Legalizes limited use of sparklers for 4th of July
By Liz Schevtchuk Armstrong
With little ado, the Putnam County Legislature last Wednesday (April 8) opposed two train-transit practices, one involving freight traffic — the unsafe shipping of incendiary crude oil along the Hudson River; and the other involving commuter lines — the levying of taxes to support the Metropolitan Transportation Authority, whose trains carry numerous county residents to work every day.
By 8-0 votes (with one member absent), the legislature urged New York State to revoke permits that allow volatile oil to travel on the Hudson and to reverse its finding that expanding an Albany oil transportation terminal raises no “significant” concerns. It likewise sought the repeal of the MTA taxes on payrolls and vehicles.
In other business at its formal monthly meeting, the legislature unanimously opted to legalize limited use of sparklers, popular Fourth of July “pyrotechnic” devices.
Barges and ‘bomb’ trains
In addressing the so-called “bomb” train question, the all-Republican legislature added its voice to a growing, bipartisan chorus of local governments in the Hudson Valley opposing the use of rail lines along the river, as well as barges, to move highly explosive oil without adequate safeguards. The legislature devoted much of a committee meeting in February to a background discussion of the issue. (See County Committee to Draft Call for Action on Bomb Trains.)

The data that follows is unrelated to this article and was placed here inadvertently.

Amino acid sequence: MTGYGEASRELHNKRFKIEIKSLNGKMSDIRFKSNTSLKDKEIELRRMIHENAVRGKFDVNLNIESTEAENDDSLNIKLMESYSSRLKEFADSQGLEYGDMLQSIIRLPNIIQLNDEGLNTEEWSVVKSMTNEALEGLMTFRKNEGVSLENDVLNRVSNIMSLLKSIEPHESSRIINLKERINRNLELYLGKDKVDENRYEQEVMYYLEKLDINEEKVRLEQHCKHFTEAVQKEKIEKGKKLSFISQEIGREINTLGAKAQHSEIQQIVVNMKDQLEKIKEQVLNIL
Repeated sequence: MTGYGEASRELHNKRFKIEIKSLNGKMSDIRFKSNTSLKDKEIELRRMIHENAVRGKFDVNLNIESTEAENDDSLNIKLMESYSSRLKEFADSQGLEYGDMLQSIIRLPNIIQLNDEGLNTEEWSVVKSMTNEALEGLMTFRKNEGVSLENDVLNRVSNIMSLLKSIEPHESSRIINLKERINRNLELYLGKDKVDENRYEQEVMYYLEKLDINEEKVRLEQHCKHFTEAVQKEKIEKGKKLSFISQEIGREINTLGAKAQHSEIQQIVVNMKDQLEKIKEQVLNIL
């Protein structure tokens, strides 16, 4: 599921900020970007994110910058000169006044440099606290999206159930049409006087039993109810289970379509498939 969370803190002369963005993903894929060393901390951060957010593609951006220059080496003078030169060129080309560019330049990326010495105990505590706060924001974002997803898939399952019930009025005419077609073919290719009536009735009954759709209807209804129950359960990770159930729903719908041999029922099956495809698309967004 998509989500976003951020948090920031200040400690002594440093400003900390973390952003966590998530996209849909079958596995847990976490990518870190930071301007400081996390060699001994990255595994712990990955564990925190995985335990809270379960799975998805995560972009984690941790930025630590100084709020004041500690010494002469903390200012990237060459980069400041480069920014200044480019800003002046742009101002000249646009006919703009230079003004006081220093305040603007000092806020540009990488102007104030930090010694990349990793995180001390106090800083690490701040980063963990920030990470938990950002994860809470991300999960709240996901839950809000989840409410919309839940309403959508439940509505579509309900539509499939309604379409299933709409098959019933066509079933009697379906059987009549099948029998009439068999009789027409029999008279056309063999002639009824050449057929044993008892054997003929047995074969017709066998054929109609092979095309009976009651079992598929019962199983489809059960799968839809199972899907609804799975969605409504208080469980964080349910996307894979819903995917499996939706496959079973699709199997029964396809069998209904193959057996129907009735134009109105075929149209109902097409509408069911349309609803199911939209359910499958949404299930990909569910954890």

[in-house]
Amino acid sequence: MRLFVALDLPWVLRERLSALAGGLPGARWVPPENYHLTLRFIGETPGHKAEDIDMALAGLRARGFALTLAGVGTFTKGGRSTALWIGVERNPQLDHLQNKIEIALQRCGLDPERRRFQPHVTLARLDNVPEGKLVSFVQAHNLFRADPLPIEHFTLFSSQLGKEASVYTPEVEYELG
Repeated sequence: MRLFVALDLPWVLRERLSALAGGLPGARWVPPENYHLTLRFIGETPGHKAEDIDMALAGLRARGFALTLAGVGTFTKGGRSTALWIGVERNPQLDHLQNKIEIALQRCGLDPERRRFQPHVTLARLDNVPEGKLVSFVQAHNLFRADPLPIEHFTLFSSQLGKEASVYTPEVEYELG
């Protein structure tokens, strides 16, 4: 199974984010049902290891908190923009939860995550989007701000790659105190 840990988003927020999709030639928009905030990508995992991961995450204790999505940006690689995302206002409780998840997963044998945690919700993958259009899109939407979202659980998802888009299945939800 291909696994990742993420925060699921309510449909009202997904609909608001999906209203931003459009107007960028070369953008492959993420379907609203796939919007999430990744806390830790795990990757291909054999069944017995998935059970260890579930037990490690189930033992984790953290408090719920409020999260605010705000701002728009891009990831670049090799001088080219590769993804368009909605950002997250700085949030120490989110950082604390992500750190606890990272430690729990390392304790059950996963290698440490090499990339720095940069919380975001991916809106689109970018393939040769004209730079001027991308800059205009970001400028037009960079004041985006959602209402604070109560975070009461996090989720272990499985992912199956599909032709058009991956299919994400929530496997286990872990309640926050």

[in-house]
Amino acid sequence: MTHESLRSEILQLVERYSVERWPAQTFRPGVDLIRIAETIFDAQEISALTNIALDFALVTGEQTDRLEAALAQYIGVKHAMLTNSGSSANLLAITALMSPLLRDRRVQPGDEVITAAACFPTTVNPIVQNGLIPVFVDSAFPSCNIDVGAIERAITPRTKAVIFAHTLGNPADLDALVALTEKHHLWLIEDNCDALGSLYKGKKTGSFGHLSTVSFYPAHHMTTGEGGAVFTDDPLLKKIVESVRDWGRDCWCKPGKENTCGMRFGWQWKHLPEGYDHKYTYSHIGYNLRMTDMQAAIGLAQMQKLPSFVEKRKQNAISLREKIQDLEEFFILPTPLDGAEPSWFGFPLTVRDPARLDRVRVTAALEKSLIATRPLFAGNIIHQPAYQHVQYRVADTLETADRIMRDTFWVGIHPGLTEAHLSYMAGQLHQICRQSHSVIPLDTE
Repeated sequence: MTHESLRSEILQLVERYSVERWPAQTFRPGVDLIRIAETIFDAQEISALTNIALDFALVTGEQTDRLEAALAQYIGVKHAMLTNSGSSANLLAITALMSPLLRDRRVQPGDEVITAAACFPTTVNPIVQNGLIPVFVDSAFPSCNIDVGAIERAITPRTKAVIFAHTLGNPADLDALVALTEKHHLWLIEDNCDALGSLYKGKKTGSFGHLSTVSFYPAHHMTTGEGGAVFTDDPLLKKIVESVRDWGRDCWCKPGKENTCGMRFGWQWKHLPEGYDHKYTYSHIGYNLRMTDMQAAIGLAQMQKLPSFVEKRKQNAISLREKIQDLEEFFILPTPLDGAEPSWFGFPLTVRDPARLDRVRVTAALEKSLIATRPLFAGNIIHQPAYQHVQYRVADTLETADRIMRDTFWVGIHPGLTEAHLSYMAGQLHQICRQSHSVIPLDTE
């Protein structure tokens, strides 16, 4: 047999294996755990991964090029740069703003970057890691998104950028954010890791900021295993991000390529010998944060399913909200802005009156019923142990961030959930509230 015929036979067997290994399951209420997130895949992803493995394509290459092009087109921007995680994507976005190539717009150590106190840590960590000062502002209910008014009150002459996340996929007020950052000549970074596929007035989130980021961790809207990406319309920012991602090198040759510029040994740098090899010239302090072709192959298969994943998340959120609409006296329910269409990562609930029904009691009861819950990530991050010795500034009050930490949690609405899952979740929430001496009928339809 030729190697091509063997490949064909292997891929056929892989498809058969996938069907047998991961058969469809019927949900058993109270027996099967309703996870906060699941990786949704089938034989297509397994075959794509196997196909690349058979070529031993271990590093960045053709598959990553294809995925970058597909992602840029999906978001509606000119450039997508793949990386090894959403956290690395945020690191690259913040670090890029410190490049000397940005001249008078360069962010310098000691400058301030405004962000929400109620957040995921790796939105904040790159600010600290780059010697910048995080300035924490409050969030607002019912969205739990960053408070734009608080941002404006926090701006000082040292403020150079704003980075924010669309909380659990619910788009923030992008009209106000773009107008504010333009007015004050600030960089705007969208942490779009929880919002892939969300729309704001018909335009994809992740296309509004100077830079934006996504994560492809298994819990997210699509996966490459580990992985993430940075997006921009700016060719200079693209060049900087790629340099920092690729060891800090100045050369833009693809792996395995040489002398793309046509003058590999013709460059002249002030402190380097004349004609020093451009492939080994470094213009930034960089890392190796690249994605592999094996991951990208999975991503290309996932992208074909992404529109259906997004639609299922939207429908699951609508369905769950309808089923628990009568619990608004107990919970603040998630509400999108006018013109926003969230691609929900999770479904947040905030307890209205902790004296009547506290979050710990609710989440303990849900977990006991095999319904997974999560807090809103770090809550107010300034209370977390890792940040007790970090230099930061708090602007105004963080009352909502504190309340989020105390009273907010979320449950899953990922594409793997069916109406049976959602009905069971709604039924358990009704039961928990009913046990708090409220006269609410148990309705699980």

Its resolution, to be sent to Gov. Andrew Cuomo and state legislative officials, refers to use of “unacceptably dangerous” rail cars to move Bakken shale oil and heavy tar-sands oil, which originate in North Dakota and Alberta, Canada, and are more hazardous than other forms of fuel. The resolution says that daily two to three oil trains, each with 3 million gallons, travel down the western side of the Hudson, opposite Putnam. It points out that recent oil-train derailments in the United States and Canada caused “loss of property and significant environmental and economic damage” as well as, in one case, 47 deaths.
The resolution notes that one oil company, Global Partners LP, proposes to expand its oil terminals in Newburgh and New Windsor, across the Hudson from Putnam County, which could “double the number of trains and marine vessels” carrying such dangerous fuel along the Hudson, despite the presence of designated Significant Coastal Fish and Wildlife Habitats in the Hudson Highlands, Fishkill Creek and elsewhere. A similar expansion is proposed for an Albany facility, the legislature stated.
The resolution also declares that:
- Under present laws, “no collaboration must take place between the railroads and the towns through which these rail cars [go].”
- “There have been no spill-response drills in Putnam County waters.”
- “Putnam County’s shorelines include private residences and businesses, public parks, and critical public infrastructure at significant risk in the case of a crude-oil spill” and that “tourism based on a clean environment is an important part of Putnam County’s economy.”